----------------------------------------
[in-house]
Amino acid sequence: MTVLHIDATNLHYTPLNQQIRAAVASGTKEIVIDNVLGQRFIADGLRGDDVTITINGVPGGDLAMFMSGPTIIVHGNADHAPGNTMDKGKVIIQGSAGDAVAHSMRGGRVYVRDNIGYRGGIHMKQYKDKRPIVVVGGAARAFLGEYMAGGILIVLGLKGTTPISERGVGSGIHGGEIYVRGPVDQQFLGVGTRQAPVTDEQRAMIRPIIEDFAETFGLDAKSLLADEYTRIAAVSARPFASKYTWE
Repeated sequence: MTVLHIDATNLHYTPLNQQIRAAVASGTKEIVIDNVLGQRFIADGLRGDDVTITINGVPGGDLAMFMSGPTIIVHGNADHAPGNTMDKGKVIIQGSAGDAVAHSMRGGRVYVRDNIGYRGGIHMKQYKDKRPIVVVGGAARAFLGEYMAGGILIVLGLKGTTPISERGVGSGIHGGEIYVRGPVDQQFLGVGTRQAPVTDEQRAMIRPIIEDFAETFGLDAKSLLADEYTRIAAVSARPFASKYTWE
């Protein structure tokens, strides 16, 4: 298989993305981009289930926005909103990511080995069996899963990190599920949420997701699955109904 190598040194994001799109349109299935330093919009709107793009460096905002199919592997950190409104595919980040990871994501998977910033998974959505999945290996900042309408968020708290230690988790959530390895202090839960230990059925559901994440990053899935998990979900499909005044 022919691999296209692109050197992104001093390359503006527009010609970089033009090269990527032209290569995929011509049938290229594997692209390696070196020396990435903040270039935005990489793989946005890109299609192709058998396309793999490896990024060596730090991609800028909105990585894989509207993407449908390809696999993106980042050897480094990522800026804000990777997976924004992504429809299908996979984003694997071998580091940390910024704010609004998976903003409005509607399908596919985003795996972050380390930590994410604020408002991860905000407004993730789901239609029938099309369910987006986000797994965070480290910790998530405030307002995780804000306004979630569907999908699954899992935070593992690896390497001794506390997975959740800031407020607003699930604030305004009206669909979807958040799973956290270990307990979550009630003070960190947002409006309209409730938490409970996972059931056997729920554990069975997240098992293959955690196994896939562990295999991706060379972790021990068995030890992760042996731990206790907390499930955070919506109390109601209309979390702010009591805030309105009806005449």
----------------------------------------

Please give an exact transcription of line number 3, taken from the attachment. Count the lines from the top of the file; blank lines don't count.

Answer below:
Repeated sequence: MTVLHIDATNLHYTPLNQQIRAAVASGTKEIVIDNVLGQRFIADGLRGDDVTITINGVPGGDLAMFMSGPTIIVHGNADHAPGNTMDKGKVIIQGSAGDAVAHSMRGGRVYVRDNIGYRGGIHMKQYKDKRPIVVVGGAARAFLGEYMAGGILIVLGLKGTTPISERGVGSGIHGGEIYVRGPVDQQFLGVGTRQAPVTDEQRAMIRPIIEDFAETFGLDAKSLLADEYTRIAAVSARPFASKYTWE